U.S. Seeks To Strike Balance as Industry Pleads for Bailouts

 - March 19, 2020, 4:30 PM
A Delta Air Lines MD-88 lands at Atlanta Hartsfield International Airport on April 24, 2013. The airline plans to retire all of its MD-80-family jets as it institutes a 80-percent systemwide capacity cut. (Photo: Flickr: Creative Commons (BY-SA) by redlegsfan21)

This story is part of AIN's continuing coverage of the impact of the coronavirus on aviation.


Varying priorities among U.S lawmakers in Washington, D.C. threaten to delay a bailout package promised by the federal government for airlines and aerospace companies, most notably Boeing and its suppliers. At press time, Congress still hadn’t passed legislation to address the need for financial help due to the effects of the Covid-19 pandemic, as one after another airlines either announced a complete withdrawal of service or severe cuts. Boeing, meanwhile, continued to burn through cash reserves as it watched its stock price decline by some 70 percent.

Much of the debate surrounds a $50 billion bailout package requested by the country’s airlines, whose liquidity crisis many blame on the fact that the industry spent most of its cash on stock buybacks last year. Nevertheless, in recognition of the vital role the industry plays in the economy, President Donald Trump pledged to place airlines “number one” in line for government support. He also expressed a desire to support Boeing, which asked for a $60 billion package, part of which would help support its supply chain.

The package of financial relief measures requested by trade group Airlines for America (A4A) includes a $25 billion grant for Part 121 passenger air carriers and a $4 billion grant for Part 121 cargo carriers to cover the same time period.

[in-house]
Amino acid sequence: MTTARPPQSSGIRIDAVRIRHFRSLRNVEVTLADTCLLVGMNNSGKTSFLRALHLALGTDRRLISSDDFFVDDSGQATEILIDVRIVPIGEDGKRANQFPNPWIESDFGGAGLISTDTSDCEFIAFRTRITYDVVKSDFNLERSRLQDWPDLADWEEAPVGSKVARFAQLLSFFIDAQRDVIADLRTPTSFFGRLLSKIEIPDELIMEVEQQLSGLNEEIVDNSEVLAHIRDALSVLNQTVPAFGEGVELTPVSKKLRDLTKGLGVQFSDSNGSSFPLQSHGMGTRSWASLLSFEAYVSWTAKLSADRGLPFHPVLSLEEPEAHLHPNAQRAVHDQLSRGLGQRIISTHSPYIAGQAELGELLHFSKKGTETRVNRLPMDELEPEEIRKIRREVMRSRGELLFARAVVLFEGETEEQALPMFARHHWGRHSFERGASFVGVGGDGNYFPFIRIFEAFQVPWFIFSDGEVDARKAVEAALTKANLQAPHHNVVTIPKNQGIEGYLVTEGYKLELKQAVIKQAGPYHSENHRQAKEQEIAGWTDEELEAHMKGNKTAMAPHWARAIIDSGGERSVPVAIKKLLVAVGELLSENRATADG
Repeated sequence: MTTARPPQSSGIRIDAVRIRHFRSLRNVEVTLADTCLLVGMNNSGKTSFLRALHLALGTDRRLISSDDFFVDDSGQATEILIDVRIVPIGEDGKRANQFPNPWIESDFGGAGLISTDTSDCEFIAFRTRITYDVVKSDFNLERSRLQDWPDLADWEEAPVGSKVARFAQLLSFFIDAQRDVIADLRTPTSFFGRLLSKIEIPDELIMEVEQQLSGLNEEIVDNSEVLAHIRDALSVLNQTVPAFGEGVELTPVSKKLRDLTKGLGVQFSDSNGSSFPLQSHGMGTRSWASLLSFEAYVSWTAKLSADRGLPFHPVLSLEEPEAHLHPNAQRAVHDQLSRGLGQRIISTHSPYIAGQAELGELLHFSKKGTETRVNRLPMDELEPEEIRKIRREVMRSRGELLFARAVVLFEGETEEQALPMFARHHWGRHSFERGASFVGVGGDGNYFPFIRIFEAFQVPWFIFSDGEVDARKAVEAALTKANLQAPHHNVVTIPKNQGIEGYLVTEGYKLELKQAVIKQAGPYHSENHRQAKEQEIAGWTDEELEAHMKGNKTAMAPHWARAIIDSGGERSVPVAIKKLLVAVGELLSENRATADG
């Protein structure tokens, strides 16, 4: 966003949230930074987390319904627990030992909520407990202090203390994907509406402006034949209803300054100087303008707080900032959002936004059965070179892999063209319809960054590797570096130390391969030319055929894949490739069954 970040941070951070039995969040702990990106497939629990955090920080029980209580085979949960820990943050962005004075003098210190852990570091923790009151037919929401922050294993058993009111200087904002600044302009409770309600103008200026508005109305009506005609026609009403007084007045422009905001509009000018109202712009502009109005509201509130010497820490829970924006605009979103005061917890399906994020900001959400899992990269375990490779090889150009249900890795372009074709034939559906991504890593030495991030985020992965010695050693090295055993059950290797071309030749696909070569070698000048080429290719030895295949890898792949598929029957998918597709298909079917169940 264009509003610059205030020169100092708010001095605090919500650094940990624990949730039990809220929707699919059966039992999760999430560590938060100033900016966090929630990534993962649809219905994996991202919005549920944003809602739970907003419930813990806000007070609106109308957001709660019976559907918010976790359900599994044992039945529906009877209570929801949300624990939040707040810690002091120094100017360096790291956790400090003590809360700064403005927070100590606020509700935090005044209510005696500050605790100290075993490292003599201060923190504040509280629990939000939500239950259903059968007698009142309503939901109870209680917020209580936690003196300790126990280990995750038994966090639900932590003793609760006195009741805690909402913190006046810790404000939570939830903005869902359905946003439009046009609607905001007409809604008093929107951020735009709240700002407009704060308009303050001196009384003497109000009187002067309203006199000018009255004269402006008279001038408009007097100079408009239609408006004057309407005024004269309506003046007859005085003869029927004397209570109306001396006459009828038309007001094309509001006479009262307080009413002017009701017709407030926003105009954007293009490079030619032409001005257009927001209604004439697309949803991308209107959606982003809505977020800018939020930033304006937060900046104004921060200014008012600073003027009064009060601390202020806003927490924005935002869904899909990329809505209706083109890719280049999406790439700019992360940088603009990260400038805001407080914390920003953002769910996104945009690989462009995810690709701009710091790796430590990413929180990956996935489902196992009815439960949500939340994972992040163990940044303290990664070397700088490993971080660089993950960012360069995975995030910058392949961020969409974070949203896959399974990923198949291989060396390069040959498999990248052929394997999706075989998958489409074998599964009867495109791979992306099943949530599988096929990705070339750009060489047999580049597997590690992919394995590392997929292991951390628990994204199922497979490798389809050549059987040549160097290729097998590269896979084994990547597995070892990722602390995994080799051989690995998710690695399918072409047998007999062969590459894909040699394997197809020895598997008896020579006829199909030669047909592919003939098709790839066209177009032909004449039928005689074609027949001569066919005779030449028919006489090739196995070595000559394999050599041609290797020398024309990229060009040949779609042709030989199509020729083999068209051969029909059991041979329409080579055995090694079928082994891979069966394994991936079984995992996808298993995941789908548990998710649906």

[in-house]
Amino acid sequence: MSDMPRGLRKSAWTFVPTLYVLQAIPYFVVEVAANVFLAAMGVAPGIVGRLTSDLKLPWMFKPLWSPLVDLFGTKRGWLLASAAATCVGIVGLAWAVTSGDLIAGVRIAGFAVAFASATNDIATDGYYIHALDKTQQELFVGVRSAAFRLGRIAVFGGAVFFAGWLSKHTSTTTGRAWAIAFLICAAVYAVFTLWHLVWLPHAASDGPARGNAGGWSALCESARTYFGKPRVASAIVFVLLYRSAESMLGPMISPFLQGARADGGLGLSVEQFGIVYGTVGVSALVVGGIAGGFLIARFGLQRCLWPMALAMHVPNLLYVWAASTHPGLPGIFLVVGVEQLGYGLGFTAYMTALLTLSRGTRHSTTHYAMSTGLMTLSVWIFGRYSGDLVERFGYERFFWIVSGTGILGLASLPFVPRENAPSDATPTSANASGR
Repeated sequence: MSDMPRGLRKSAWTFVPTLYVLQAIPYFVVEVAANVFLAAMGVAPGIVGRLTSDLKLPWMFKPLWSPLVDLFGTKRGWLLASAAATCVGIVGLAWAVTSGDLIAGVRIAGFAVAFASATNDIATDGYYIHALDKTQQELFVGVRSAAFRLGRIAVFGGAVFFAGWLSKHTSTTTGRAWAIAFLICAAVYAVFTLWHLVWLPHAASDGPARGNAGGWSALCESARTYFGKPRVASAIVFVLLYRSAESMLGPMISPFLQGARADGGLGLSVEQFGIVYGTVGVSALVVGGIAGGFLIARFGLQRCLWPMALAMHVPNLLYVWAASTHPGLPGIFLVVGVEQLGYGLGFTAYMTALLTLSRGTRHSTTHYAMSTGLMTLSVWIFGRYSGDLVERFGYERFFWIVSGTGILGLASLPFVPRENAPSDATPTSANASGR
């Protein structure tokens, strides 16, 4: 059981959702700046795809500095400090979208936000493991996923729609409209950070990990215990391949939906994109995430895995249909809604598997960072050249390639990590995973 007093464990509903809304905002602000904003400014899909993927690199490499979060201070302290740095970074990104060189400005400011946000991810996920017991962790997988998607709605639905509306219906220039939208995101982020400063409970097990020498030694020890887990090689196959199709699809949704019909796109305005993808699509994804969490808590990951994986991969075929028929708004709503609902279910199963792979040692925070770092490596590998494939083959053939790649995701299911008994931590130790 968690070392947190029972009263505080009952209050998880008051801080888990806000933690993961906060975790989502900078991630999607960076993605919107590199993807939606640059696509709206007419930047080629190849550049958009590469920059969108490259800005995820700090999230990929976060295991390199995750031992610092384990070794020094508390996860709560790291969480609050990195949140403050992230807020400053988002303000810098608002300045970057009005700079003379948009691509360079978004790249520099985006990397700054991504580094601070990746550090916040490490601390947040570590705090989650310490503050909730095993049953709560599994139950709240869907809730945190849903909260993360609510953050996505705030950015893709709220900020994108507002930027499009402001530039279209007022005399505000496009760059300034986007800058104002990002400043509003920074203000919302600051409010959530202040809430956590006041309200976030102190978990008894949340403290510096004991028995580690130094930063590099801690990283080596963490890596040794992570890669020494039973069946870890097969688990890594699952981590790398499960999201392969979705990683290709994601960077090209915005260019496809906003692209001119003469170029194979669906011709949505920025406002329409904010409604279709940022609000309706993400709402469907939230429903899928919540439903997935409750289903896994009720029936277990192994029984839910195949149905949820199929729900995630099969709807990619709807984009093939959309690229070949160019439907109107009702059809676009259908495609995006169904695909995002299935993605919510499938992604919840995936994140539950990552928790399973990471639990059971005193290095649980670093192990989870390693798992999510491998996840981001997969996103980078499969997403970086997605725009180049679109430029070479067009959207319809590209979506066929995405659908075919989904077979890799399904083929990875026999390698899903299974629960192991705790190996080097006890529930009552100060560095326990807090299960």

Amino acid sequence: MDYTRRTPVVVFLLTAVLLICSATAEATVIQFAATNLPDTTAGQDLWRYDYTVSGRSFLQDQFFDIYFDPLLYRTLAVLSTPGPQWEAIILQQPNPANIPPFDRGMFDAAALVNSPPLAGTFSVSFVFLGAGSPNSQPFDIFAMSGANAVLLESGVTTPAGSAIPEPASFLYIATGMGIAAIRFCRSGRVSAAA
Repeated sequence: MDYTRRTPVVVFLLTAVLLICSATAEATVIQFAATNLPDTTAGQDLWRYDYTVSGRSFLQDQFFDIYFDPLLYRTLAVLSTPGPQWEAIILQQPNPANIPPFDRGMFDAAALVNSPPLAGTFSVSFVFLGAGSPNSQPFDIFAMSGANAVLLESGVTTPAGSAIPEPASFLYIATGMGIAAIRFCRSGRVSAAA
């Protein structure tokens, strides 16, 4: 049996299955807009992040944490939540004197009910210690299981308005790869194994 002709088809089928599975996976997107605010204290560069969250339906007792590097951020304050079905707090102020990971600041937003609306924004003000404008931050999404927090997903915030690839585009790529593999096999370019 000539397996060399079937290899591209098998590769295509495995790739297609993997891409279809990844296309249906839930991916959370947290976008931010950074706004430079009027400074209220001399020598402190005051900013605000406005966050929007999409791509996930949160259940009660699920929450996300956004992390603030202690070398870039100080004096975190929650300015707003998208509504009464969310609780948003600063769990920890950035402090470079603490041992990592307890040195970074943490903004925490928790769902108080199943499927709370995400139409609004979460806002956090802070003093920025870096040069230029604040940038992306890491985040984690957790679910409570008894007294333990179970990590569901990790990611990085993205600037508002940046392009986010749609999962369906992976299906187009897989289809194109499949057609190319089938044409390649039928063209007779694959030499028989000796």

“The downturn in demand for commercial air transportation related to Covid-19 is causing unprecedented harm to the U.S. airline industry,” said A4A in a statement. “Net bookings for the next few months have been exceeding negative 100 percent as cancellations are rapidly outpacing new bookings [2 to 1 for some carriers], and trending worse each day.”

The group also asked for unsecured loans and loan guarantees as part of a voluntary facility program in the amount of up to $29 billion to address medium- to long-term liquidity needs.

Finally, A4A has called for tax relief in the form of a rebate of all federal excise taxes paid to the Airport and Airway Trust Fund from January 1 through March 31. It also has asked for a temporary repeal of all federal aviation excise taxes for Part 121 carriers imposed on tickets, cargo, and fuel through at least December 31, 2021.

Calling the situation “much worse than 9/11,” A4A has received liquidity projections from all its passenger-carrying members for mid-year 2020 and year-end 2020. Of two possible scenarios the group formulated, it called its pessimistic scenario—in which all seven of its passenger-carrying members run out of money by the end of the year—the more likely.

So far Delta Air Lines has announced a systemwide 80 percent reduction in flying, including a 90 percent cut in international available seat miles, while United announced an 85 percent cut in international service and a 42 percent cut in North America; finally, American Airlines said it would slash 75 percent of its international flying and as much as 30 percent of its U.S. service by May. Even JetBlue, which flies mainly domestic service, announced a 40 percent systemwide reduction.